Minnesota man charged with tax and wire fraud


Date: January 27, 2023

Contact: newsroom@ci.irs.gov

A federal grand jury in St. Paul returned an indictment yesterday charging a Minnesota man with assisting in the preparation of false income tax returns and wire fraud.

According to the indictment, from 2014 to 2018, Beau Wesley Gensmer, of Prior Lake, owned a purported consulting company and, starting in 2014, hired a tax return preparer in Anchorage, Alaska, to prepare and electronically file federal income tax returns for members of the Shakopee Mdewakanton Sioux Community, the Native American tribe that owns Mystic Lake and Little Six Casinos outside of Minneapolis. Gensmer allegedly convinced tribal members to hire him to assist in the preparation and filing of their tax returns. The indictment alleges that Gensmer then emailed the Alaskan return preparer false information she used to prepare income tax returns for the tribe members that claimed fraudulent business losses and charitable contributions. The materially false entries allegedly resulted in tax refunds that averaged more than $100,000 for each client. Gensmer's scheme allegedly involved numerous false income tax returns, for which he received approximately 30% of each inflated tax refund. In total, Gensmer is alleged to have caused a tax loss to the IRS of more than $1.5 million.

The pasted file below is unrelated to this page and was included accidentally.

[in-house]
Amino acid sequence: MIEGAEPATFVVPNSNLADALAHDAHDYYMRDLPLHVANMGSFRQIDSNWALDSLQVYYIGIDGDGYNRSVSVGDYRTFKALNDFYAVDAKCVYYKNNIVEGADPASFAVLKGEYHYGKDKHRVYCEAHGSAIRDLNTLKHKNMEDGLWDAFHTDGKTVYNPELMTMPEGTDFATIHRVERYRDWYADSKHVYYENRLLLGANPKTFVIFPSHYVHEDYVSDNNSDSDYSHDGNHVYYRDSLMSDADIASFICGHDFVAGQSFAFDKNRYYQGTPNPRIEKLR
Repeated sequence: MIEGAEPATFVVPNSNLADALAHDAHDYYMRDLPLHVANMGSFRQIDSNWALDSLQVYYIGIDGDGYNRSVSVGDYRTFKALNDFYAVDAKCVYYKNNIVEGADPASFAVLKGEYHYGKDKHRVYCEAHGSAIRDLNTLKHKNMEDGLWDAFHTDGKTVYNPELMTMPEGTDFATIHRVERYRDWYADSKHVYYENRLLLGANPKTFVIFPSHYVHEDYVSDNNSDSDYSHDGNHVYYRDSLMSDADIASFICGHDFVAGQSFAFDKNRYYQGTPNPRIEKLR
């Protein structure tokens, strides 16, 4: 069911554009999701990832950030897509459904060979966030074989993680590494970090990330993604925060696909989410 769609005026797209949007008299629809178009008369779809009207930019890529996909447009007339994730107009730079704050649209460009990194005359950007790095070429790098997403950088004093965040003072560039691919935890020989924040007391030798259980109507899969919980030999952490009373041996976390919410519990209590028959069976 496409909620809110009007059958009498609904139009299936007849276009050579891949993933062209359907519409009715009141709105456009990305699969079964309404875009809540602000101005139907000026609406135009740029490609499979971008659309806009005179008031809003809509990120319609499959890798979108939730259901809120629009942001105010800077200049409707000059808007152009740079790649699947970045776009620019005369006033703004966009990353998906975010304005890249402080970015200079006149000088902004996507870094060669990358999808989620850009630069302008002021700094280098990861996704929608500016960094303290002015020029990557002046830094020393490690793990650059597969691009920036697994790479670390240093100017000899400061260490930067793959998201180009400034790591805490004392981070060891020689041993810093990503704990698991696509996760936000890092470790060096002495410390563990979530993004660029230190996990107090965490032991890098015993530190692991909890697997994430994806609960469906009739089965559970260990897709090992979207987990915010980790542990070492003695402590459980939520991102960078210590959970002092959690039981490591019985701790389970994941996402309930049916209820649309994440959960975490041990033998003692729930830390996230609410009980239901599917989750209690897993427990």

The defendant will appear before a U.S. Magistrate Judge for the District of Minnesota for his initial court appearance. If convicted, he faces a maximum penalty of 20 years in prison for each count of wire fraud and 3 years in prison for each false tax return charge. A federal district court judge will determine any sentence after considering the U.S. Sentencing Guidelines and other statutory factors.

Acting Deputy Assistant Attorney General Stuart M. Goldberg of the Justice Department's Tax Division, and United States Attorney Andrew M. Luger for the District of Minnesota made the announcement.

IRS-Criminal Investigation is investigating the case.

Trial Attorneys Ahmed Almudallal and Dominick Giovanniello of the Justice Department's Tax Division and are prosecuting the case.